It continues to surprise me how many are willing to sacrifice effectiveness for efficiency in education. Pearson Education, a well-known textbook publisher and notorious SAT scoring administrator turned education "innovator", has recently teamed up with schools across the country to gather data for their new automated essay scorer as part of the new Common Core Curriculum. "The company is using these student essays to train its robo-grader to replace one of the two human readers grading the essay, although there are no published data on their effectiveness in correcting human readers," says Les Perelman, the now-retired director of Writing Across the Curriculum at MIT.
And this isn't the first time folks have tried to lay claim to the quality of robo-graders. Mark Shermis and Ben Hamner came fairly close to convincing a lot of people of the validity and significance of their findings regarding the near-human accuracy of their robo-grader – until Perelman blew them out of the water with his critique of their methods and data analysis (Rivard). In his critique, Perelman states, "The study’s methodology used one variable for comparing human readers and a different variable for comparing machine scores, this difference artificially privileging the machines in half the datasets." In his Boston Globe article today, Perelman was quick to point out that these "Robo Graders" are pretty good at counting words and determining vocabulary level, but not at understanding the complexities of thinking and understanding present in an essay. I find it odd that school administrators are willing to pay Pearson for a system that does something any third-grade student can do in Microsoft Word without paying a fee – check word count and check readability by grade level.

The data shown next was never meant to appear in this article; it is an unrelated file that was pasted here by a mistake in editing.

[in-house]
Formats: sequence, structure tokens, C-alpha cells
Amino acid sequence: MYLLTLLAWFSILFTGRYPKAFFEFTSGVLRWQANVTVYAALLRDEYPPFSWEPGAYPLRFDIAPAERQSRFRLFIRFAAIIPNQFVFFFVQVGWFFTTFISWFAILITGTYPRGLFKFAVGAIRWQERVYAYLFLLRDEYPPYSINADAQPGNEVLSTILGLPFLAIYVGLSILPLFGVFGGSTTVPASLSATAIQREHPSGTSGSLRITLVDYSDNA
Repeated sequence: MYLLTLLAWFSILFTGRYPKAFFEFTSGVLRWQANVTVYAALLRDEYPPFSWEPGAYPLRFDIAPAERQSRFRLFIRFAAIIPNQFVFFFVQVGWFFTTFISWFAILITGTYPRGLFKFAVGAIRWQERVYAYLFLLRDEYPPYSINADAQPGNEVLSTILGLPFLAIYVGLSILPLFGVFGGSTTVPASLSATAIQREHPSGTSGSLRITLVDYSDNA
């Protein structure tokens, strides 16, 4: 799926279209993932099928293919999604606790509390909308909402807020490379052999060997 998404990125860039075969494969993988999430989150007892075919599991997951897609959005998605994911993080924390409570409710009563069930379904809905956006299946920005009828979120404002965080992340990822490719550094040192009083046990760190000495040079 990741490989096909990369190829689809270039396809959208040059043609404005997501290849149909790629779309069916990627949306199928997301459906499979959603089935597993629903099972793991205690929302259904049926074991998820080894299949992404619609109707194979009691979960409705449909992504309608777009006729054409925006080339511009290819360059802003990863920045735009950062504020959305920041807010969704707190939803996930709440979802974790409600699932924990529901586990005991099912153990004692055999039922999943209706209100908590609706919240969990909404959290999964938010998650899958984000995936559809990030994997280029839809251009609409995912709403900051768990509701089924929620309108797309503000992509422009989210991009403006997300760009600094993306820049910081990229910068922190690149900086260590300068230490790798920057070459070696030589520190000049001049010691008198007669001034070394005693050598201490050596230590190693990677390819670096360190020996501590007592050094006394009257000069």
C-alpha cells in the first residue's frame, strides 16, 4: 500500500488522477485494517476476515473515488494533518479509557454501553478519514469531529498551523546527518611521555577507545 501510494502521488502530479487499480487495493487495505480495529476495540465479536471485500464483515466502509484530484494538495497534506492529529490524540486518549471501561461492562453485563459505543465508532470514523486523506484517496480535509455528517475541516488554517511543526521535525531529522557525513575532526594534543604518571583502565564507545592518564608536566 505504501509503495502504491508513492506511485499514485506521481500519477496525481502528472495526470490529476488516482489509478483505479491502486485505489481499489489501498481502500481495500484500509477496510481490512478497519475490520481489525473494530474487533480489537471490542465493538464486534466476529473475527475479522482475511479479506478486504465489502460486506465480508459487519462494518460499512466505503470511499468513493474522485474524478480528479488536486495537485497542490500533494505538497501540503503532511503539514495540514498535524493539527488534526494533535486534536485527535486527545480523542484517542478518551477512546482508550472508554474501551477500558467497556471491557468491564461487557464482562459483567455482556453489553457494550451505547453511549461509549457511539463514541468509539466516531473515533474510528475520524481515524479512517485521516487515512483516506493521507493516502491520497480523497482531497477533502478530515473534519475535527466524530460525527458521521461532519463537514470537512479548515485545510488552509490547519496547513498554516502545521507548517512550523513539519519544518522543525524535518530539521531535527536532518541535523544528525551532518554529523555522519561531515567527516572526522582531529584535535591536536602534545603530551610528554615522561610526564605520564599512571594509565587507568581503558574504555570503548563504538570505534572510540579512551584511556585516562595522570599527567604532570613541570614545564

Many in our society set out on a quest for automation before fully understanding the phenomena and processes to be automated. Is this because we are waxing nostalgic for the Industrial Revolution? Is it due to of our collective American goal to be the leader in innovation (which to some equates with automation and technologization of just about everything)? Or is it, perhaps more realistically speaking, the human need for fame and fortune for inventing the next great thing?
"Teaching to the test" is already an issue in our country. Let's hope writing instruction doesn't become an issue of "teaching to the machine" (that slept through fifth-grade composition).
Perelman, Les. "Critique (Ver. 3.4) of Mark D. Shermis & Ben Hammer, “Contrasting State-of-the-Art Automated Scoring of Essays: Analysis”." Ver. 3.4, Mar. 13, 2013. Web. 30 Apr. 2014.
Perelman, Les. "Standardized-test Robo-graders Flunk." BostonGlobe.com. Boston Globe Media LLC, 30 Apr. 2014. Web. 30 Apr. 2014.
Rivard, Ry. "Professors at Odds on Machine-graded Essays." Inside Higher Ed, 15 Mar. 2013. Web. 30 Apr. 2014.